This could have a wide-ranging effect in that any landlord benefiting from J-51 who had decontrolled rent-regulated apartments under luxury decontrol may possibly have to reimburse over-charges to tenants paying market-rate rents.

It is important to read the entire decision, which you may link to here. It is expected that there will be further litigation.
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Globerman Retires

Acting State Supreme Court Justice Ira Globerman has retired before the expiration of his term, creating a County-wide vacancy for his N.Y.C. Manhattan Civil Court seat. His last day on the bench was Friday, 23 October 2009, and will be officially out of the State system on the 29th.

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N.Y. County Surrogate Up-date

Trial Judge Michael Obus adjourned for a week, until 30th October, his decision on Nora Anderson and Seth Rubenstein's motion to dismiss.

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One Day in the Life in Court on Election Day

Your correspondent spent Primary Election day (15 Sept. '09) and the Run-off Primary Election day (29 Sept. '09) observing the public proceedings at the State Supreme Court Special Term held in and for the County of New York at the Manhattan Borough office of the N.Y.C. Board of Elections, 200 Varick Street.

On Primary day, Justices Michael Stallman and Emily Jane Goodman had but three applications for a court order to be allowed to vote: one because of a machine malfunction, one because of a "voter malfunction," and one which was denied because the voter wasn't registered. On the run-off Primary day, no-one appeared before Justice Matthew Cooper.

Each election day saw a judge, his/her court clerk, court officers, a City police officer, special referee, and court stenographers present. That's the cost of democracy.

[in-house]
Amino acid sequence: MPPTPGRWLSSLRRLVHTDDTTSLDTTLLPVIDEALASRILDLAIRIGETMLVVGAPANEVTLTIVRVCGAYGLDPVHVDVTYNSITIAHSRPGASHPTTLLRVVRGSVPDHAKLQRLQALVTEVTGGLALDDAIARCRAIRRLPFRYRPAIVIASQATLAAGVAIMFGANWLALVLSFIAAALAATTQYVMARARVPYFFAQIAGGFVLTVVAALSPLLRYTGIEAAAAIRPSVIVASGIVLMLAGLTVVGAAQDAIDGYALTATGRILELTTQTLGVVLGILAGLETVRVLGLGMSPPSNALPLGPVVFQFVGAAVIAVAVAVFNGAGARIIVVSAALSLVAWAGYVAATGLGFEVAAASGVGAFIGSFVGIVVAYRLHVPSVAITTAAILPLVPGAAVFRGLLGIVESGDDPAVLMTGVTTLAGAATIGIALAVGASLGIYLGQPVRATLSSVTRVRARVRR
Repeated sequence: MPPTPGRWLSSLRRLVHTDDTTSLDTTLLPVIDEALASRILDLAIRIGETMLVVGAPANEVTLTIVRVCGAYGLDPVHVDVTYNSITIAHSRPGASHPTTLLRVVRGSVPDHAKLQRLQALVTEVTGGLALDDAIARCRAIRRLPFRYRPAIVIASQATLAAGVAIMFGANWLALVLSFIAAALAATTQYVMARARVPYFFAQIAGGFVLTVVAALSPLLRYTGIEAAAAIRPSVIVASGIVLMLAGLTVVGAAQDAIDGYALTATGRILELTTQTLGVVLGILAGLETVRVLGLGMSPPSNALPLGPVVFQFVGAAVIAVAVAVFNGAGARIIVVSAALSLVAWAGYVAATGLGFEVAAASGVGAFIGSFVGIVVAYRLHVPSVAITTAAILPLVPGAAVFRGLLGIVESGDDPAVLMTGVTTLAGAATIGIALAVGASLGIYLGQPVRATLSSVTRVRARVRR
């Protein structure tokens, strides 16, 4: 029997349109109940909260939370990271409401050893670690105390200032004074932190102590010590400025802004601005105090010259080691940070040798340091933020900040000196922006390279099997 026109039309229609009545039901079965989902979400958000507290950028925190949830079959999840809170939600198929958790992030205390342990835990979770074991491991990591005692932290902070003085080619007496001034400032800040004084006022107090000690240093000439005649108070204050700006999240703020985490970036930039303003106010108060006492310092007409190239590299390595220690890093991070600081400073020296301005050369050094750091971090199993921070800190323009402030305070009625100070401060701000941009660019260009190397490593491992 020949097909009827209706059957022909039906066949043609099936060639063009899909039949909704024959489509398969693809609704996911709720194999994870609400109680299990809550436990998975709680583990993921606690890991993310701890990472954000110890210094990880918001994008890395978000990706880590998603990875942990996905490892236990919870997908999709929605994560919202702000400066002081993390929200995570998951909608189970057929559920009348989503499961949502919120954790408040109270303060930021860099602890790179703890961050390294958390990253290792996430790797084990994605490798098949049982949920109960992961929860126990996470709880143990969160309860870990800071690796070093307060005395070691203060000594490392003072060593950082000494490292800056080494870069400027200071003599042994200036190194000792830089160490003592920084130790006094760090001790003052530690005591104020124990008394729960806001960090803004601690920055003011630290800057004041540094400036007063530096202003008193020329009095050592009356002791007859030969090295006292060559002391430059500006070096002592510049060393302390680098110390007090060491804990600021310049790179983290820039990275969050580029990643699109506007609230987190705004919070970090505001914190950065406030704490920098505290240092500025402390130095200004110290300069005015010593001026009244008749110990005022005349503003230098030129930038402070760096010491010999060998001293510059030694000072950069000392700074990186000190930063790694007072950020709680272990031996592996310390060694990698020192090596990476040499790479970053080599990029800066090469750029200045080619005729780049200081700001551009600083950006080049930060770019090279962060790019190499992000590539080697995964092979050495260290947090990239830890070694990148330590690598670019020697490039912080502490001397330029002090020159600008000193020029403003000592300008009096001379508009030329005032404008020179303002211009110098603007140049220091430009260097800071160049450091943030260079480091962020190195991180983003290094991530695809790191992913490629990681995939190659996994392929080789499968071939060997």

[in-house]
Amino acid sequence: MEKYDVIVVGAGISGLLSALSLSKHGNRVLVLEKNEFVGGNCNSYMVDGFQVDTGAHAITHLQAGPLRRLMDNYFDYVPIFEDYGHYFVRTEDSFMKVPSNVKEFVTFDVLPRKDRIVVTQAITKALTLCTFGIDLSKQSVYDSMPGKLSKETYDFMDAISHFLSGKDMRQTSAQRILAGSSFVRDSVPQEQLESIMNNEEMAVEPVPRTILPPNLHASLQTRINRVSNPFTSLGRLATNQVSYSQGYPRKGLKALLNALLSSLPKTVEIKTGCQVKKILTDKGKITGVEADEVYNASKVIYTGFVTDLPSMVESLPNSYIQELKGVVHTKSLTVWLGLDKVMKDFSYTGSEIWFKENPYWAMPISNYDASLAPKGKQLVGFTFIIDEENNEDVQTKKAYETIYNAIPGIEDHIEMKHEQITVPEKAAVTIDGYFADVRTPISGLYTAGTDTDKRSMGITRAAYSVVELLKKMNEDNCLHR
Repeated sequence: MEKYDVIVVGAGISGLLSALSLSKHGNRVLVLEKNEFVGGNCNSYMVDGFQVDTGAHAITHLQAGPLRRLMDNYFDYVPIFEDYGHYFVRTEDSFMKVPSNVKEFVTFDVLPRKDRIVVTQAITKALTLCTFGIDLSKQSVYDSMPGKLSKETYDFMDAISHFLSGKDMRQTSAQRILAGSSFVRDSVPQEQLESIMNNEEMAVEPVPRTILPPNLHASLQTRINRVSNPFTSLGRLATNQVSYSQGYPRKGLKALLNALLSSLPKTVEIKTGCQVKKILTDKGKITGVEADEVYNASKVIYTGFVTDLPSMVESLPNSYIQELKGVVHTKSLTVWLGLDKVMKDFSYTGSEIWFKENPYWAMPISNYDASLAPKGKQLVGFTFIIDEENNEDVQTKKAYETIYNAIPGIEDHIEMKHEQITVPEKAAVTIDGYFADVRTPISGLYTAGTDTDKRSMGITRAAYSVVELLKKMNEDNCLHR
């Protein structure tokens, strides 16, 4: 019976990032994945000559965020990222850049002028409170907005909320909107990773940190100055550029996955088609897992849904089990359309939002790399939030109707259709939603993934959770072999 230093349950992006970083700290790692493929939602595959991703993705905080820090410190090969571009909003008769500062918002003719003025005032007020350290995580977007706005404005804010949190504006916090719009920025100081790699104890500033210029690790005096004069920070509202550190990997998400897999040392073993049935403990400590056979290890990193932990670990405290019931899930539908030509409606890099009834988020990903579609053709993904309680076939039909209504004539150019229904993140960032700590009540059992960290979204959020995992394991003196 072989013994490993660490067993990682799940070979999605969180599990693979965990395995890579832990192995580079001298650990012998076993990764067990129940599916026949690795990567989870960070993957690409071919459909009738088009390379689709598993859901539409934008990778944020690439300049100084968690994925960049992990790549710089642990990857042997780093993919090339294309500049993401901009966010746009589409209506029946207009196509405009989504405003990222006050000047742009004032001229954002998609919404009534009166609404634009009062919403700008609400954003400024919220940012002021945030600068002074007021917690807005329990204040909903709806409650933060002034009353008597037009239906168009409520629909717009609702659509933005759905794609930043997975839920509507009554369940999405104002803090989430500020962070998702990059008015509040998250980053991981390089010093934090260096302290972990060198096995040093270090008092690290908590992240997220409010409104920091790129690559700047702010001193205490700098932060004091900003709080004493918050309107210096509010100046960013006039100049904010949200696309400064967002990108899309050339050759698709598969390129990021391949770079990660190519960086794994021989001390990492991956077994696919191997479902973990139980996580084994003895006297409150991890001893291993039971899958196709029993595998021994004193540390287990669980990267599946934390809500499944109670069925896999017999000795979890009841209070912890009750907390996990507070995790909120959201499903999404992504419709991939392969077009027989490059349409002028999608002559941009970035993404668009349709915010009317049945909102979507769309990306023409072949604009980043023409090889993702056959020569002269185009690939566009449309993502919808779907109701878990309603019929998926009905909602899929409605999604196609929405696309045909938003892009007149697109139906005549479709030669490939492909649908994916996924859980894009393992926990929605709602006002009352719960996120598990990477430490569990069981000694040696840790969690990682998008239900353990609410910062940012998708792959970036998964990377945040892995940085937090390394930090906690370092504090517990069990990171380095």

[There was also an auxiliary branch of Special Term at the Harlem State Office building on W. 125th Street, where Justice Milton Tingling sat both days. The day after each election I asked him how many voters appeared in his court, but he couldn't recall.]

Special Term at 200 Varick Street was held in a dingy room with peeling paint and broken furniture. The Board of Elections didn't provide the court personnel with a computer or a telephone. At one point a senior Board employee tried to "evict" the Justice from her table ("bench") because he wanted to use the table, but was stopped from doing so.

But what was all the more outrageous, voters who would come to Special Term there had to pass through building security which required the voter to sign in, show a "valid" picture identification card, and be photographed (which would be kept on file). No such indignity befalls people who go into State Supreme Court buildings at 60 Centre Street or elsewhere (although entrants are required to pass through magnetometers). This recalls South Africa during apartheid days.

Thursday, October 15, 2009

The Flacks Report [14 Oct. '09]

County Leader Farrell Steps Down---Ct. of App. Lt. Gov. Decision---Handell Moves to New Jersey---Surrogate Up-date---Miriam Friedlander---Maxine Duberstein---Five More Civil Court Vacancies?

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County Leader Farrell Steps Down